What are separated sutures?

Separated suturesSuturesfontanel, where they meetSeek immediate medical attention

Common underlying causes of suture separation

Suture separation can be caused by variety of factors. A common, nonthreatening cause is childbirth. The plates of a newborn’s skull may overlap and form a ridge. In such cases, the ridge typically goes away in a few days, allowing the skull to take on a normal shape. Other causes of suture separation are more serious and deserve immediate attention. Some main causes of suture separation are described below.

Nutritional deficiencies

Some vitamin and mineral deficiencies can cause a separation of sutures. Your infant can become malnourished if they do not receive the proper nutrients for keeping the connective tissues and bone plates healthy. Dehydration (a lack of fluid) can also cause sunken fontanels that resemble suture separation.


Trauma, such as non-accidental child abuse, can cause separation of the sutures as well as a bulging soft spot. A blow to the head can cause internal bleeding in the brain or a collection of blood on the brain’s surface, known as a subdural hematoma. Head trauma in an infant is an emergency and requires immediate medical assistance.

Diseases and conditions

Diseases and conditions that cause increased pressure in the skull may raise an infant’s risk of suture separation. Some conditions and diseases linked to increased intracranial pressure include:
  • meningitis
  • hydrocephalus
  • brain tumors
  • infections present at birth
  • Down syndrome
  • Dandy-Walker malformation

Emergency issues

Contact your child’s doctor immediately if you notice a separation of the brain plates or a bulging soft spot on your infant. Seek prompt medical attention if you notice any swelling, inflammation, or release of fluid from the suture areas. Many causes of suture separation are life threatening, and prompt treatment is important for a successful outcome.

Addressing and easing symptoms

Few home health options can help an infant with separated sutures. It is a serious condition that needs to be addressed by a doctor.

Home health options

Soft spots may bulge when your infant is throwing up, lying on their back, or crying. The soft spot should return to a normal position — a slight inward curve — once your child becomes calm, sits upright, or stops vomiting. Seek medical assistance if the soft spot continues to protrude. Keep a detailed record of your child’s developmental milestones and medical history. This can help medical professionals understand your child’s condition and symptoms. This will be important if the underlying cause is determined to be chronic.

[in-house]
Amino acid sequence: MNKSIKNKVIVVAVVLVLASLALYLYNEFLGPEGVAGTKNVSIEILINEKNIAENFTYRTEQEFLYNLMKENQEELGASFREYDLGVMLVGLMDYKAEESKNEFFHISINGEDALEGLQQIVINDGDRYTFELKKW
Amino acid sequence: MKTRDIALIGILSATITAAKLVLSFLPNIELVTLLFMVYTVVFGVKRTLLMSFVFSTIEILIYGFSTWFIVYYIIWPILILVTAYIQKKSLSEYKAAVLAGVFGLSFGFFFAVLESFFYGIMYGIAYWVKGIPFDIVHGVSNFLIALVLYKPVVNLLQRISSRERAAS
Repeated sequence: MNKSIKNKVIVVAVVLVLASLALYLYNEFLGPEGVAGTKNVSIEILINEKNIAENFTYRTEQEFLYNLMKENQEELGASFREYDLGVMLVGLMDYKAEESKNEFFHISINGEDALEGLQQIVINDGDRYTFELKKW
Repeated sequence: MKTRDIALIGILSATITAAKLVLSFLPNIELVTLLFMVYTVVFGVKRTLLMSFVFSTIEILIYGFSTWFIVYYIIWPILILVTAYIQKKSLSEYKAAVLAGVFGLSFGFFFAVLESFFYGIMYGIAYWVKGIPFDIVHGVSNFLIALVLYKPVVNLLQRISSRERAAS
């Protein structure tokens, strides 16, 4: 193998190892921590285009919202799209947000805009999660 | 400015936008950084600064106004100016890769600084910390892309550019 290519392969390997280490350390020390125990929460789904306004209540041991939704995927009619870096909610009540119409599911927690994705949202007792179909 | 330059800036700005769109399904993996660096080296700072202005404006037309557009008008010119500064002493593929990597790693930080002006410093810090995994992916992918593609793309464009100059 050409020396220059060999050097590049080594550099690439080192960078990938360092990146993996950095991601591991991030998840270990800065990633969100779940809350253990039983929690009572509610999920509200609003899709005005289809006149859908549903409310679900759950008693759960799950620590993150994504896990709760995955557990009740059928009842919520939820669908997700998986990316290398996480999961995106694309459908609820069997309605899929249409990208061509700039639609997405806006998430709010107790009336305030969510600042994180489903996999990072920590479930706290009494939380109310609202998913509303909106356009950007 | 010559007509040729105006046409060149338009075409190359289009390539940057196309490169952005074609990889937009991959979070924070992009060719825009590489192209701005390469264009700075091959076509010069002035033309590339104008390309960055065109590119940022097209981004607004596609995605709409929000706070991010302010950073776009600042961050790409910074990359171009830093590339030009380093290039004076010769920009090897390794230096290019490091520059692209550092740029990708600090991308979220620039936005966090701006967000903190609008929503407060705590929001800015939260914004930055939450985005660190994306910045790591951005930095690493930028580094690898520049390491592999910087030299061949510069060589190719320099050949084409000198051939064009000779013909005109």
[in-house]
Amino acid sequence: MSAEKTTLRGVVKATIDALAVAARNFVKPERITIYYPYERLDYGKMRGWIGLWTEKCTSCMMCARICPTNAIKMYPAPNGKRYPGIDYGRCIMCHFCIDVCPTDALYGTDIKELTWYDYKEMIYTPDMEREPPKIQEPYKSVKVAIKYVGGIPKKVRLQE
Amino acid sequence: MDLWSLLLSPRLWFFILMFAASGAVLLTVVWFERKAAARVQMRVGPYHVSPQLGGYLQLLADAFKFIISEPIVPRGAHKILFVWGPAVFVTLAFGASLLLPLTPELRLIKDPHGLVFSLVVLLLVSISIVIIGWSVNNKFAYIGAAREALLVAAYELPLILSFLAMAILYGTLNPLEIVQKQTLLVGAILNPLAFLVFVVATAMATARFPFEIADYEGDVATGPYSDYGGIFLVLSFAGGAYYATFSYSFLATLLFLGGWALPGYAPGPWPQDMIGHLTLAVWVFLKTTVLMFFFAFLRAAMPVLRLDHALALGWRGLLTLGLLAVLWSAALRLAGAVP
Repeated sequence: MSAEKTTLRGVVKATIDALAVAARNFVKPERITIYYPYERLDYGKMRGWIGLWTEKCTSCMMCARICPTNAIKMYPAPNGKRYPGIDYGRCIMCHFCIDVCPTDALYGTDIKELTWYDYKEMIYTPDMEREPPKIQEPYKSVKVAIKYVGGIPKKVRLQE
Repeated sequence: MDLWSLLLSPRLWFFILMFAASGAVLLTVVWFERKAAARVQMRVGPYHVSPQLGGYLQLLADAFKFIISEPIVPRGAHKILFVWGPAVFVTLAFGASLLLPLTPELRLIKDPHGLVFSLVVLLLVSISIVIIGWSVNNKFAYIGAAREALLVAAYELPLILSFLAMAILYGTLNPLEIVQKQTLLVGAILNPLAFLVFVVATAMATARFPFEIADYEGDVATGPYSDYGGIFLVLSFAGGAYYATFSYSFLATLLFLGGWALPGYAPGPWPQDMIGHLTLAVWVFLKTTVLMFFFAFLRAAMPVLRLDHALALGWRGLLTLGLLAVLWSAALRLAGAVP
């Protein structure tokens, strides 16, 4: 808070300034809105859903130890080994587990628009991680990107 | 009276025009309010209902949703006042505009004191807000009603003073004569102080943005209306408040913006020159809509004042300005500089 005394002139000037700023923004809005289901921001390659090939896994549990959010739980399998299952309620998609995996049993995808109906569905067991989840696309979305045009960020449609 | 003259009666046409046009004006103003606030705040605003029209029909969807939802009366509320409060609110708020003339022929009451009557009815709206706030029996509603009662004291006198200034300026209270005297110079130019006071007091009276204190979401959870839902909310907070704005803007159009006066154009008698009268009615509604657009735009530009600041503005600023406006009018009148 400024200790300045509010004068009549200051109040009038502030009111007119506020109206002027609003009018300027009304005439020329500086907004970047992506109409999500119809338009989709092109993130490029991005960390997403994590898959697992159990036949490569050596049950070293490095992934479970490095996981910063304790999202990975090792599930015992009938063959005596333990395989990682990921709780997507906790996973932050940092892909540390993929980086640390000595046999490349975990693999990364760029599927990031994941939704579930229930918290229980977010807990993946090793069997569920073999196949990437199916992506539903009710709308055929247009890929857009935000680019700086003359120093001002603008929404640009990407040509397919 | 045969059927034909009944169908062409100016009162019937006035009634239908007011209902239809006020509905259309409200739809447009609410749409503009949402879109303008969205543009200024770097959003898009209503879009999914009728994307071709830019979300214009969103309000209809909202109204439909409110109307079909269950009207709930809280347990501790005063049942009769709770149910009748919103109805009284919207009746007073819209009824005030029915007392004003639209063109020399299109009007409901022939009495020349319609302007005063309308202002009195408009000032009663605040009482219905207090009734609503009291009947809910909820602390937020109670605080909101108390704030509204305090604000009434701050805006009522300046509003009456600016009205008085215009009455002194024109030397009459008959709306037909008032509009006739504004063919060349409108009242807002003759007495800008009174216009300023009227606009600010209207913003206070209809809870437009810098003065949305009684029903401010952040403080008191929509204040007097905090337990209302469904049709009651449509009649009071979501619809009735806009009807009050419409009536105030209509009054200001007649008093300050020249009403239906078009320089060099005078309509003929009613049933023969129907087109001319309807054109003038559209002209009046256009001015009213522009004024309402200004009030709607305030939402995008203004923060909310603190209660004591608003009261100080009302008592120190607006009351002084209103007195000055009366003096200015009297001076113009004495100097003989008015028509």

Doctor visit and diagnosis

Your child’s doctor will likely evaluate them by performing a physical exam. The exam will typically involve viewing the scalp and feeling for gaps between the plates to determine the distance between the sutures. The doctor may also look at your child’s soft spots and the veins in their head. A medical history may be conducted to evaluate the symptoms. The doctor may ask you about your child’s appetite, activity level, the duration and progression of the presenting symptom, and other factors related to your child’s physical development. Your doctor may want to view the bone structure and inside of your infant’s head by running different diagnostic tests, such as a computed tomography (CT) scan, magnetic resonance imaging (MRI), or ultrasound. Other tests that may be required are blood tests and a spinal tap. An eye exam may be conducted to determine whether your child has any sight problems and to look at the optic nerve. Most underlying conditions causing suture separation are very serious and possibly life threatening. Seeking immediate medical assistance is critical for a successful prognosis.

Preventing a suture separation

There is no one definitive method for preventing suture separation. However, there are steps you can take to reduce the risk of this happening:
  • Stay up to date on your child’s vaccines, including those that protect against certain strands of meningitis.
  • Avoid exposing your child to people who have, or have recently had, meningitis.
  • Protect your child from an accidental trauma to the head by placing bumper pads in the crib, properly installing car seats, and eliminating unstable objects from the child’s environment.
  • Provide your child with the proper daily intake of nutrients and fluids as recommended by your doctor.
  • Seek immediate medical care for unusual symptoms your child is experiencing.